New Horizons in Heart Attack Therapy

by Tailong Xu

Heart in ribcage

Close to a million Americans suffer from Cardial Infarction, or what we know as Heart Attacks, each year with a large percent of fatalities resulting from a failure to regenerate the damaged cardiomyocytes, the muscle cells of the heart. These are the cells that do the heavy work pumping blood through your heart. If they could be treated, the survival rate for heart attack victims would jump significantly.

In the cells of your body, there are certain proteins called transcription factors and molecules similar to DNA called microRNA that bind to your DNA and regulate the control of genetic information. They work together to determine which genes should be turned off and which need to be turned on. Depending on the genes that are turned on, the cell can become any type of cell in any part of the body.

Young-Jae Nam at UT Southwestern investigates some studies in mice and rats that provides some insight about possibly regenerating cardiac muscle cells in humans.


The studies report that a combination of transcription factors and micro RNAs (miRNA) is able to reprogram immature undifferentiated cells into the muscle cells your heart needs to function. Essentially, all organs in your body contain these immature cells that are not yet differentiated, or programmed to do a certain function. These cells are like robots that have not yet been programmed with instructions yet. Your skin, for example, loses an insurmountable amount of cells each day. It is able to constantly regenerate cells at a remarkable due to single transcription factors that turn undifferentiated cells into skin cells to replace the ones that are lost. The cells in your heart have no way of regenerating even with these single transcription factors. Keep in mind that these studies are done in mice.

This research still provides a possibility for programming these cells into the heart cells similar to those that become damaged during Heart Attacks that normally cannot be regenerated or repaired in humans.

Masaki Ieda shows that a set of three transcription factors referred to as GMT can activate cardiac gene expression in mouse tissue cells about 15% of the time. With the addition of micro RNA, this success rate is increased. What this means is that there is already a way to convert cells to heart muscle cells in mice.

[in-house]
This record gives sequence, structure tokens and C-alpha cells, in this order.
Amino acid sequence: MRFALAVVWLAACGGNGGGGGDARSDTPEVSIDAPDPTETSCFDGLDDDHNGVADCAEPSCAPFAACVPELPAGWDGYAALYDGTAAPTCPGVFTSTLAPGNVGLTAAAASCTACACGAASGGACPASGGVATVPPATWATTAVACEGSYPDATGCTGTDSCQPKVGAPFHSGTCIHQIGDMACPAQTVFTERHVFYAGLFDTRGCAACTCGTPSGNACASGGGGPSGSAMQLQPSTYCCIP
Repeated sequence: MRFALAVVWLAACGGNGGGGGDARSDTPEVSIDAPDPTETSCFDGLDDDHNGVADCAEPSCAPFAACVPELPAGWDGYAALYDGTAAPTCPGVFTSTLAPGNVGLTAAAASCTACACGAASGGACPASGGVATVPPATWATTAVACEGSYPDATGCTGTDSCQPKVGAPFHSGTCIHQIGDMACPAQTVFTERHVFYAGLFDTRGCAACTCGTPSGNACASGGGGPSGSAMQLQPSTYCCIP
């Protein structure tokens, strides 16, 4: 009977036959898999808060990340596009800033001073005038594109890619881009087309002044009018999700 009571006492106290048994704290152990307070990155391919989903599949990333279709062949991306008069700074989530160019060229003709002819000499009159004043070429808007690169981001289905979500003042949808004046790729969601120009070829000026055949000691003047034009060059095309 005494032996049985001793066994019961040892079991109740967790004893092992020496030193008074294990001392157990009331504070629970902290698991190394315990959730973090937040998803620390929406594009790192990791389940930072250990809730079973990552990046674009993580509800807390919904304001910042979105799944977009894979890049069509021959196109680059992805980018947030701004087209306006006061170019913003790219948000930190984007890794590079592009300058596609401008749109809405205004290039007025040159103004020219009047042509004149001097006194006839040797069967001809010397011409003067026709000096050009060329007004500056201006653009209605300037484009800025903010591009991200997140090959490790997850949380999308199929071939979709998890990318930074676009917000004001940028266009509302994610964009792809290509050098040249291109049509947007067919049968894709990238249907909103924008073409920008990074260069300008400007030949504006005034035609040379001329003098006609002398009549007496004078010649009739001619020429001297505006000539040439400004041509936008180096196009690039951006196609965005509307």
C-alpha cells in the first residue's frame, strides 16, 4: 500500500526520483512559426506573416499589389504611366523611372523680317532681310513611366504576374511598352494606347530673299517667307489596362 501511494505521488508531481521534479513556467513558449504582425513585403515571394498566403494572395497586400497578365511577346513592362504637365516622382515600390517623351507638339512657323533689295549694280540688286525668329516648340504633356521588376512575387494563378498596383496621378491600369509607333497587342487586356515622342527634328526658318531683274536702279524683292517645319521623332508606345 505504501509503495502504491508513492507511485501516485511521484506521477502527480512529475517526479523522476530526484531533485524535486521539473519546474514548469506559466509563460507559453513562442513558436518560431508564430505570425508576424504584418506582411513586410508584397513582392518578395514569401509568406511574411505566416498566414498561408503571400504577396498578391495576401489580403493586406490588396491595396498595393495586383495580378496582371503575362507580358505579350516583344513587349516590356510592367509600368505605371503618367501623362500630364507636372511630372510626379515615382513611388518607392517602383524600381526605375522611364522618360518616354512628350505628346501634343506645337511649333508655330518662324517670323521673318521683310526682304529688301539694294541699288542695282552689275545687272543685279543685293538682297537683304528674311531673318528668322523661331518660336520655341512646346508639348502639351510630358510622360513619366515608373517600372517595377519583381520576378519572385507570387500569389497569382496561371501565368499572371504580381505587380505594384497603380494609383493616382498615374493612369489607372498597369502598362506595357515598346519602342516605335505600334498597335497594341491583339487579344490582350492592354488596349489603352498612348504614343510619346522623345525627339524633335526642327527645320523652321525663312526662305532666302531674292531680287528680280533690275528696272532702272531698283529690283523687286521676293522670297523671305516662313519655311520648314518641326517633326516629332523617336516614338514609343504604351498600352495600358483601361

Initial attempts to conduct these experiments on human cells found many difficulties. Researchers are guessing that there are at least five different transcription factors that need to be used in contrast to those necessary in mice. The process in human tissue cells is also slower and yields less heart muscle cells due simply to the sheer complex nature of our cells compared to those of mice.


The cells generated through successful reprogramming in mice do have dramatic functional improvement, suggesting that reprogramming relies on mechanisms beyond simply activating and deactivating certain genes. This opens many new doors to therapies beyond the realm of heart attacks. If this process could be efficiently developed in humans, the new generated cells could potentially be more powerful that the ones you are born with.

While this research is still in the preliminary stages, there is much potential for it to become a viable treatment for victims of heart attacks. Who knows what amazing new fields can come from this in the future.


Nam, Y., Song, K., & Olson, E. N. (2013). Heart repair by cardiac reprogramming.Nature Medicine19(4), 413-415. doi:10.1038/nm.3147

Further Reading:

Critical Factors for Cardiac Reprogramming